Alice Ottoson-McKeen, a sophomore at Juneau-Douglas High School, walked among the fans at the Gold Medal while she called 50/50 tickets for sale.
She sold the tickets for a dollar a piece to raise money for the JDHS drama, debate, and forensics club. At halftime, a drawing takes place, with the winner getting half the money. The other half will go toward student fundraising.
"It's fun when people buy them, when people don't buy them you feel like you're in the way," Ottoson-McKeen said Monday. "You have to crouch down (to not block people's view) and laugh at all their jokes."
Drake Skaggs, a college-bound senior, didn't like selling the tickets much.
"It kind of sucks, it's not particularly enjoyable," he said. But he said he enjoys being on the debate team and is working to help pay for a trip to state competition last March. Skaggs has been on the debate team for four years and has been accepted to Gonzaga and St. John's University. He is considering attending law school. Skaggs said debating helped him learn public speaking skills.
Cricket Curtain, activities assistant at JDHS, said it cost $450 to $500 per person to travel to a state competition.
Clubs engaged in fundraising during this year's tournament include video club, drama, debate and forensics, cross country, early scholars, alpine club, cheerleading (basketball), and girls soccer.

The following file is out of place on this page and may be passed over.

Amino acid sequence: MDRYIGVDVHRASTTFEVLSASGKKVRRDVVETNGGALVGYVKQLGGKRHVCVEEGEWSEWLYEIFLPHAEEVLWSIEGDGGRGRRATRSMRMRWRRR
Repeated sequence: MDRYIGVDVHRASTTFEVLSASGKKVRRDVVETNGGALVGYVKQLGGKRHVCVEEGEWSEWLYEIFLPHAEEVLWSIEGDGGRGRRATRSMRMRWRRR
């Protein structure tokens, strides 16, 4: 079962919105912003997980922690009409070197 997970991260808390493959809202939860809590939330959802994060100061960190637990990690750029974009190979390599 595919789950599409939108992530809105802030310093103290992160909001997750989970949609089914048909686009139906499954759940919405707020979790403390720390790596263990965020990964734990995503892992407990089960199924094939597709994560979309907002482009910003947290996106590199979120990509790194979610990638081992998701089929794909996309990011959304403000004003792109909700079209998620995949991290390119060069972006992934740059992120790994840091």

Juneau freshman Jackie Miramontes and sophomore Jasmyne Quitoriano just finished selling concessions at Mac's Cache to raise money for their cheerleading squad. It was their first time working at Mac's Cache.
Quitoriano said the money will be used to pay for new poms, uniforms, T-shirts, and jackets. Miramontes found fundraising to be hard work.
"It can be difficult because it gets hot and crowded (behind the concession counter)," she said.
They both managed to keep smiling toward the end of a busy shift.
Friday's 50/50 tickets are being sold by the early scholars program, which helps prepare Native students for college. Adviser Richard Steele said there are 69 Native students in the program. Last year, the group was hosted by Dartmouth and Boston colleges, with a visit to the campuses. The groups also visited Harvard and MIT universities. Steele said the students also visit the University of Alaska Fairbanks, which gave $10,000 to the program.
Currently the group is raising money for a trip to visit Fort Lewis in Durango and Dine College in Arizona, both Native colleges that give free tuition to Native students. The group needs to raise $12,000 by June and will sell smoked salmon at the Gold Medal tournament. Steele said people that want to support the group can call Frank Conrad at 780-4748.